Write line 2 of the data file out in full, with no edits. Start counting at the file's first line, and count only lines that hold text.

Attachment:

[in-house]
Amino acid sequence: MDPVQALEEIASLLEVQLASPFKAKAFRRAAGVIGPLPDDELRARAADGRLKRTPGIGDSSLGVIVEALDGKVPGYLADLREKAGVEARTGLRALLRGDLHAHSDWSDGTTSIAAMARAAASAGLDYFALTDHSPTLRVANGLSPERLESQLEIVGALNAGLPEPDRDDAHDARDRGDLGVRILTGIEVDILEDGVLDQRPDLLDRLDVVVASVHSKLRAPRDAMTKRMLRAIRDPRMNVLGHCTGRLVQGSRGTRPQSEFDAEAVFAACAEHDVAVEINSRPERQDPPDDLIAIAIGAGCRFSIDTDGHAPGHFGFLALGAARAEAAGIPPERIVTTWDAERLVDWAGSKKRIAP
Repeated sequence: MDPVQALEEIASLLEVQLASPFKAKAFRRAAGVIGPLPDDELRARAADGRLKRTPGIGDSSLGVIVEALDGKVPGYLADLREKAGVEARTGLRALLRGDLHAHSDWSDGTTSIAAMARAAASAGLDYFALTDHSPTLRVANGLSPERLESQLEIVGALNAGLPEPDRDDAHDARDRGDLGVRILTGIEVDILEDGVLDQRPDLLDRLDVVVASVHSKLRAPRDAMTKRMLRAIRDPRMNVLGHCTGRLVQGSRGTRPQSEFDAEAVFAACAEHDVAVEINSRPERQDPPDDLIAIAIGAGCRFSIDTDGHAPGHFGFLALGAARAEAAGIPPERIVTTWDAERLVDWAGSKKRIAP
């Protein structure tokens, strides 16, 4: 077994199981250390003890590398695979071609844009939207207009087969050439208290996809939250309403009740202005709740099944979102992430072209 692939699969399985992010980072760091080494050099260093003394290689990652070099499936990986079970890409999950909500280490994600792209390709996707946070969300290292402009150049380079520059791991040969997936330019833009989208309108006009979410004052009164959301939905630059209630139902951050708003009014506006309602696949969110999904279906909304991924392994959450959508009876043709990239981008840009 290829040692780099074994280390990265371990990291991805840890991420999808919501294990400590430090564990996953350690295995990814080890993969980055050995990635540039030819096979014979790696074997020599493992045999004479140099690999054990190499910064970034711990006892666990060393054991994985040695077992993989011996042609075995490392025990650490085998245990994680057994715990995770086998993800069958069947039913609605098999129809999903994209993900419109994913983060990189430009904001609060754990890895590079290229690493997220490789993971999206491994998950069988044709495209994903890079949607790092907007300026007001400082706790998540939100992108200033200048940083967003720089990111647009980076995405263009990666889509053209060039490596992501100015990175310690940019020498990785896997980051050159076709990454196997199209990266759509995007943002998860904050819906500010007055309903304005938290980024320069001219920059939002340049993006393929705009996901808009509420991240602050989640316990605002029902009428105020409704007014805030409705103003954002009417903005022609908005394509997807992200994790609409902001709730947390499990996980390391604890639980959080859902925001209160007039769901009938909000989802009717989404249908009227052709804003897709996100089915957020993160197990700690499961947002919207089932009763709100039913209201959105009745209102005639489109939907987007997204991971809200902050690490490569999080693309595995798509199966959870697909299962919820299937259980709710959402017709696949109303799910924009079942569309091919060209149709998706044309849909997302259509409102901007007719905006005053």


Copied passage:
Amino acid sequence: MDPVQALEEIASLLEVQLASPFKAKAFRRAAGVIGPLPDDELRARAADGRLKRTPGIGDSSLGVIVEALDGKVPGYLADLREKAGVEARTGLRALLRGDLHAHSDWSDGTTSIAAMARAAASAGLDYFALTDHSPTLRVANGLSPERLESQLEIVGALNAGLPEPDRDDAHDARDRGDLGVRILTGIEVDILEDGVLDQRPDLLDRLDVVVASVHSKLRAPRDAMTKRMLRAIRDPRMNVLGHCTGRLVQGSRGTRPQSEFDAEAVFAACAEHDVAVEINSRPERQDPPDDLIAIAIGAGCRFSIDTDGHAPGHFGFLALGAARAEAAGIPPERIVTTWDAERLVDWAGSKKRIAP